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Date: Sun, 17 May 98 16:23:48 CDT
From: Progressive Response <irc1@zianet.com>
Subject: Progressive Response May 16 1998 (2/3): NUKES, US & INDIA
Article: 35108
To: undisclosed-recipients:;
Message-ID: <bulk.11873.19980518121908@chumbly.math.missouri.edu>

Nuclear weapons: U.S. and India

By Joseph Gerson, American Friends Service Committee, 16 May 1998

India's five nuclear weapons test explosions must be condemned. Although it has long been known that India and Pakistan are, functionally, nuclear powers, the Pokharan explosions will increase tensions and the incomprehensible dangers of nuclear war in South Asia and between India and China. However, the priority for the U.S. is not imposing sanctions but honoring our thirty-year, Article VI Nuclear Non-proliferation Treaty commitment to the abolition of all nuclear weapons.

John Deutch, recently of the Clinton Pentagon and CIA, has been clear that "we live in a Trident world" dominated and terrorized by U.S. and British Trident submarines and missiles. Deutch also reports that the U.S. never intended, nor does it intend now, to honor its Article VI NPT commitment.

In contrast, 1995 Nobel Peace Prize Laureate Joseph Rotblat tells us that nations no longer tolerate a discriminatory hierarchy of power and that humanity thus faces the stark choice: complete nuclear weapons abolition or their global proliferation.

India's tests contribute to its joining the declared nuclear powers in circumventing the Comprehensive Test Ban Treaty by testing and developing new generations of nuclear weapons through computer simulation tests. They illustrate the dangers of the Clinton administration's efforts to retain the monopoly of nuclear terror by the declared nuclear powers. The tests dangerously illustrate Rotblat's wisdom and that of the World Court, which recently ruled the nuclear powers must honor their Article VI commitments.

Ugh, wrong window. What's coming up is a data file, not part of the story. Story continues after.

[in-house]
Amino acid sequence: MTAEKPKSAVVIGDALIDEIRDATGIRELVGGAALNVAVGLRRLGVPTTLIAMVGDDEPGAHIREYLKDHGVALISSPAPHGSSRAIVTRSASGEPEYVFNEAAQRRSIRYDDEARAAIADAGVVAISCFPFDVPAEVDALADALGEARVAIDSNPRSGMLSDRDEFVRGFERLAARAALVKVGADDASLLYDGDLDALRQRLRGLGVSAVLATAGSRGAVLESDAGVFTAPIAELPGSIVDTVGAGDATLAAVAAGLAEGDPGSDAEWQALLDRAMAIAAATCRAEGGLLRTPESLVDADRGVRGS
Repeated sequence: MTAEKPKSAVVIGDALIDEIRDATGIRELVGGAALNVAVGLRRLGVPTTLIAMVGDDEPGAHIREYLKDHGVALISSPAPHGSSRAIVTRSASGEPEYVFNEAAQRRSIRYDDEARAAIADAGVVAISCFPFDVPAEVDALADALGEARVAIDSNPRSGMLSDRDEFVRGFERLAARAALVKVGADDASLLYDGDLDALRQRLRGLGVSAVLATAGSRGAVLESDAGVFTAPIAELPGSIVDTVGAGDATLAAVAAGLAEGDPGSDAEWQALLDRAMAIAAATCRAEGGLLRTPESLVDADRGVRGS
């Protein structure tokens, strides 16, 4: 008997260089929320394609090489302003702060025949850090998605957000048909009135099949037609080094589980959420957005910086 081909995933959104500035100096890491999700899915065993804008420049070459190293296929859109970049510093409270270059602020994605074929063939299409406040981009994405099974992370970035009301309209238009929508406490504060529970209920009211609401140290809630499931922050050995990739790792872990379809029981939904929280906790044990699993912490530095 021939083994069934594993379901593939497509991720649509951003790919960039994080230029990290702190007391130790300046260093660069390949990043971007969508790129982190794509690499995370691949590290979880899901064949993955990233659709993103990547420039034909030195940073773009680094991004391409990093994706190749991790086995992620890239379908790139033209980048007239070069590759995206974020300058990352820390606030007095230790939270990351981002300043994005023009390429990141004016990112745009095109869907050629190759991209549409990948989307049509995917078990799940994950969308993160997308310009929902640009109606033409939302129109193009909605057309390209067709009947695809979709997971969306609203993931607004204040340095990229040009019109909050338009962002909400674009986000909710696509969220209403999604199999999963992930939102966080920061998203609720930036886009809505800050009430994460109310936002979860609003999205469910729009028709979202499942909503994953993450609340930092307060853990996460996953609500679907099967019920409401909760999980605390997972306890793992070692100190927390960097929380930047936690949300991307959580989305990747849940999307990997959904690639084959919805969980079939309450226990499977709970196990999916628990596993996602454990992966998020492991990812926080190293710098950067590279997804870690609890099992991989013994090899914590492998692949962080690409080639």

Our road map is not punishing others but embracing the Canberra Commission's (chaired by Richard Butler, now of Director of UNSCOM's efforts to disarm Iraq) report detailing the diplomatic and technological steps necessary for nuclear weapons abolition. It's time to press our elected representatives to heed the call by AFSC and more than 1000 other organizations to join the international campaign for negotiation, by the year 2000, of a Nuclear Weapons Convention eliminating all nuclear weapons within a time-bound, verifiable and enforceable framework.

(Joseph Gerson [afsccamb@igc.org] is the author of "Peace and Security in Asia/Pacific," FPIF Vol. 2, No. 10 [available at http://www.foreignpolicy-infocus.org/briefs/vol2/app-s.html] and a forthcoming FPIF policy brief on U.S.-China Security Relations. He is the Regional Program Coordinator of the American Friends Service Committee in New England.)

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